MOSCOW, September 12 (RIA Novosti) – The fight against Ebola in Sierra Leone and Liberia, two of the countries worst hit by the recent epidemic, is lost, Jonas Schmidt-Chanasit, virologist from the Bernhard Nocht Institute for Tropical Medicine, told Deutsche Welle.
"The right time to get this epidemic under control in these countries has been missed," he said. That time was May and June. "Now it is too late."
He believes that the virus will "burn itself out" in these countries where half of the population – about 5 million people – could die.
However, Schmidt-Chanasit insists that massive international help must continue, though for Sierra Leone and Liberia, it is hardly possible to bring enough help to curb the epidemic.
The virologist thinks that the most important thing now is to "prevent the virus from spreading to other countries" and to bring possible help to such countries as Nigeria and Senegal, for example.
German non-governmental aid organization Welthungerhilfe strictly opposed Schmidt-Chanasit’s statement and called it "not very constructive".
Jochen Moninger, Sierra Leone based coordinator of Welthungerhilfe, told Deutsche Welle, the statement is "dangerous and moreover, not correct."
"The measures are beginning to show progress," he says. "The problem is solvable - the disease can be stemmed."
Moninger has been living in Sierra Leone for four years and has witnessed the Ebola outbreak there from the very beginning.
"If I had lost hope completely, I would pack my things and take my family out of here", Moninger adds. Despite the epidemic, he and his family will stay in the country.
In Sierra Leone authorities have declared a 21 day quarantine for every household in which Ebola is detected. Affected houses are to be guarded by police and soldiers and anyone who comes in contact with an Ebola patient will be quarantined as well.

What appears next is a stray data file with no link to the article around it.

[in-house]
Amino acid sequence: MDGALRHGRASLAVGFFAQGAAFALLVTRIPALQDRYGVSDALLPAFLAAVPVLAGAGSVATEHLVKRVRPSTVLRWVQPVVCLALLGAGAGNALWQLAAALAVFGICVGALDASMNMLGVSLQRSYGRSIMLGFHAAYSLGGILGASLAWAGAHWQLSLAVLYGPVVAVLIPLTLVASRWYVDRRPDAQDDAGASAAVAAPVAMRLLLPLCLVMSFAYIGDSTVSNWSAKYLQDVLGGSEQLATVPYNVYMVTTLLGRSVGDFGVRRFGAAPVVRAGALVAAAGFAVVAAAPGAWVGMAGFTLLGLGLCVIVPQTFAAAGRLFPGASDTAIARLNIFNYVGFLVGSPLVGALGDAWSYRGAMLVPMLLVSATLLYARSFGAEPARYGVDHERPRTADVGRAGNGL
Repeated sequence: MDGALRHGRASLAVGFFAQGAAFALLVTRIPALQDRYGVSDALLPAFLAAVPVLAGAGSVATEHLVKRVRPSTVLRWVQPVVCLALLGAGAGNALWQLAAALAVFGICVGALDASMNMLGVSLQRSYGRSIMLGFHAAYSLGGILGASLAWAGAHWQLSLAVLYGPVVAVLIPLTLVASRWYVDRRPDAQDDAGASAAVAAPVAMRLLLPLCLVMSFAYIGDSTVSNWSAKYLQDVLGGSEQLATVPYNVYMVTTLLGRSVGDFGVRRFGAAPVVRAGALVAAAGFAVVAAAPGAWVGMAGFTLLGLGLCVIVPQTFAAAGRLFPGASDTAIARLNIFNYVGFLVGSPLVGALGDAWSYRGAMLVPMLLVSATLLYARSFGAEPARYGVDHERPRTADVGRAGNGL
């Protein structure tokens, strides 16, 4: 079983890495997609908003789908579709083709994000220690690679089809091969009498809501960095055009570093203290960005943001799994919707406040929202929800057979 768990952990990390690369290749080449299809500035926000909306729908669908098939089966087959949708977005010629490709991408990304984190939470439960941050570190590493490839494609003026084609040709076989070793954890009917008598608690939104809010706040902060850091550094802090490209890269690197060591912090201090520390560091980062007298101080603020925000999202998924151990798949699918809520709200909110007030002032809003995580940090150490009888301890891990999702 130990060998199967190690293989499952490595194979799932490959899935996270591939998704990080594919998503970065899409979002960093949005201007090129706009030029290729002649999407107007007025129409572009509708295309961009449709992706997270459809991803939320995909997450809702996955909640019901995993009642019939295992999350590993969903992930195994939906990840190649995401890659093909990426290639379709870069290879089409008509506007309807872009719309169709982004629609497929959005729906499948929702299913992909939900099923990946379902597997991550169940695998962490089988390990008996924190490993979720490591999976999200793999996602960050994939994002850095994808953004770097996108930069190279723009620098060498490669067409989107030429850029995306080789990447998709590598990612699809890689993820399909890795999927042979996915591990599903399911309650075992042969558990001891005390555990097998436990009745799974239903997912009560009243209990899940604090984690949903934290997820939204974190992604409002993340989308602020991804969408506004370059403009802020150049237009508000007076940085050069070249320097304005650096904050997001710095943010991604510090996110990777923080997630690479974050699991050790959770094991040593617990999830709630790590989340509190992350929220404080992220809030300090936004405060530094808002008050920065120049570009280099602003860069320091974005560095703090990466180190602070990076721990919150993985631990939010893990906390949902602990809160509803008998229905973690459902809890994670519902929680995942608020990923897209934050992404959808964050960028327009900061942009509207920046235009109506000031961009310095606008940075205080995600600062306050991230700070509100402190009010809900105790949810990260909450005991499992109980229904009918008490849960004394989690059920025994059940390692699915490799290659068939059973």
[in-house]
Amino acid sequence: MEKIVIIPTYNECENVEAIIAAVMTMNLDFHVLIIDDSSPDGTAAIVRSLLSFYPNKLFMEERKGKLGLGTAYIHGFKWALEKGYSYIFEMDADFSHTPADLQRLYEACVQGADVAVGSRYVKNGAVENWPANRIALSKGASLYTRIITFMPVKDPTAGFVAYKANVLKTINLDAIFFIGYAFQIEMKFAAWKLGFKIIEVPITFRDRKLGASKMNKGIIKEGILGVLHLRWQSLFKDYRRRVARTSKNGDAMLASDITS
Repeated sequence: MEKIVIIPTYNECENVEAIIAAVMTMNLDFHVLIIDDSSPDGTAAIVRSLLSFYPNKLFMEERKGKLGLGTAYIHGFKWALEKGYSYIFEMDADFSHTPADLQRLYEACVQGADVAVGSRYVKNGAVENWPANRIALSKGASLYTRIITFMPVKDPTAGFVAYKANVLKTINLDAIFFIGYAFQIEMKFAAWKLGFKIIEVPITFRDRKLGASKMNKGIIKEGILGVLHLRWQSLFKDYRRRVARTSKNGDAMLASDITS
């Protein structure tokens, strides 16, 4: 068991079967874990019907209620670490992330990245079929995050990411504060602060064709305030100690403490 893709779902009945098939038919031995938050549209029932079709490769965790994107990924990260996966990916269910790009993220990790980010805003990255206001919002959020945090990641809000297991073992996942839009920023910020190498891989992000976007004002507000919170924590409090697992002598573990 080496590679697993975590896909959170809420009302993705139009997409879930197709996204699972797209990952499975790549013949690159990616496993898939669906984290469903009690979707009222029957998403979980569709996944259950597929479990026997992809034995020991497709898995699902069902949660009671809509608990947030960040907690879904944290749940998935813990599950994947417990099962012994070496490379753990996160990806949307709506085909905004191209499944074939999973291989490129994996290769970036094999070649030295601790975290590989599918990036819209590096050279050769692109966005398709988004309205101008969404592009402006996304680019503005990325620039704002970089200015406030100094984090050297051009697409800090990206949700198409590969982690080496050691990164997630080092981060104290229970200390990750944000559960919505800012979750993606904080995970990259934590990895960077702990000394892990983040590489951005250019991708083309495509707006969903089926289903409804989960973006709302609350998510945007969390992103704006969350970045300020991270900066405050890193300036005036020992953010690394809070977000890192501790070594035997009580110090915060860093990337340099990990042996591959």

The Liberian government has not taken the same quarantine measures as Sierra Leone. According to World Health Organization (WHO), sick people are crisscrossing the capital and looking for treatment facilities. Still, Moninger stresses that "distributing hopelessness is dangerous", because there are a lot of people who could die and statements like these only aggravates the situation.
The WHO in Geneva refuses to comment on Schmidt-Chanasit's statement. WHO spokesperson Fadela Chaib says that there is still chance to help both countries. "We can bring the situation under control in 6 to 9 months," she told Deutsche Welle.
She says that the situation is "very intense", especially in Liberia. Liberia has the highest number of cases and deaths in West Africa with a 60-percent case-fatality rate. Moreover, 80 health workers and doctors have died from the disease. According to WHO, there will be thousands of new cases of Ebola in Liberia over the next few weeks.
Chaib thinks that Europe and US have to support the fight against Ebola in West Africa. The only ways to get a grip on the epidemic is to stop the transmission, she says. So she proposes to create Ebola centers in the communities that will prevent sick people and their family members from walking around and spreading the infection.